You should also consider, however, that the steering system can fail or perform strangely. On boats with a rack and pinion system, two simple faults are common. According to Krummert, "An object catching the linkage in the splashwell causes most binding linkages. Likewise, on many boats, a forgotten part called the cable nut might loosen over time." To check the steering system cable nut, look at the lower front of the motor. A cable will run to the bottom and a large nut holds it onto the motor. Tighten and check the steering.

On the plus side, a day of boating will not end with power tilt and trim problems, but it can cause a major inconvenience if the boater is backing down the ramp and the propeller bangs the ramp pavement. If the fluid pump is not running, check the fuses and battery connections. If the pump is running, check the fluid level. Even if slightly low, it might not trim properly. Another important item to remember is the ground wire at the trim pump is a major cause of trim motor failures.

Of course, an accident can happen. Perhaps the propeller was damaged on the ramp or by some other mishap. Luckily, you remember that you have a spare propeller in your boater's box; next, how do you change it?

Begin by disconnecting the battery and activating the kill switch. Put the motor in neutral. Then, wedge a two by four between the prop and cavitation plate (flat piece of metal above the propeller.) If the propeller retaining nut is equipped with a locking ring, bend down the tabs. Turn lock nut counter clockwise and remove. At this point, watch the sequence of parts that are being removed - behind most propellers is a thrust washer. Replace the propeller and firmly tighten the lock nut. Kosmack advises us that by using a propeller tool or socket and ratchet, the lock nut can't be over tightened.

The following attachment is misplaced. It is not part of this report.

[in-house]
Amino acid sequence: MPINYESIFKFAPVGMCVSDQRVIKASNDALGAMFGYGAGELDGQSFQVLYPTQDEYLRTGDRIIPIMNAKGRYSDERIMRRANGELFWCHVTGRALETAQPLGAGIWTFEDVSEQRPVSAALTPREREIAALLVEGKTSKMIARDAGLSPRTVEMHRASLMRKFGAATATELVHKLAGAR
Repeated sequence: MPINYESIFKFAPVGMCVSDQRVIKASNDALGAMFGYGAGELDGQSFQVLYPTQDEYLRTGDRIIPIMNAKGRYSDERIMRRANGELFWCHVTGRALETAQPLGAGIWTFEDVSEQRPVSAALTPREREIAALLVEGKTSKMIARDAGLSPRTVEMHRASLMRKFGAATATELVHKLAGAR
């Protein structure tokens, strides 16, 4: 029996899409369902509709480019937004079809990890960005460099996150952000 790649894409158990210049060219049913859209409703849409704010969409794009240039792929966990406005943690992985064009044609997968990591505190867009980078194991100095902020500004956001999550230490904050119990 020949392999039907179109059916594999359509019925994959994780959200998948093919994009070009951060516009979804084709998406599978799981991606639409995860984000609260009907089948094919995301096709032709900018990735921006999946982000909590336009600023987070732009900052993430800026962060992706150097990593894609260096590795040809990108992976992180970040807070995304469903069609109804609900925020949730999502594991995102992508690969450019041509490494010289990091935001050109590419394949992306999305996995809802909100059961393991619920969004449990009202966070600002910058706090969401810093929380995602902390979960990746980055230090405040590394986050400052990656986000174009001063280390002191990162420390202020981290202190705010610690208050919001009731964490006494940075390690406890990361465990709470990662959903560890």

I have spent much time boating on the waters of Pennsylvania, but my visit with John Kosmack and Ed Krummert was both fascinating and useful. What I have learned is a boating day can start as a disappointment, but it can quickly and easily be transformed into a pleasurable day with family and friends on one of the commonwealth’s fine waterways. In addition, you feel that great sense of accomplishment of having performed a mechanical repair, and perhaps, tweaked your interest in learning more about your transportation on the water.

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Engele | Posted: September 2, 2003

Very informative.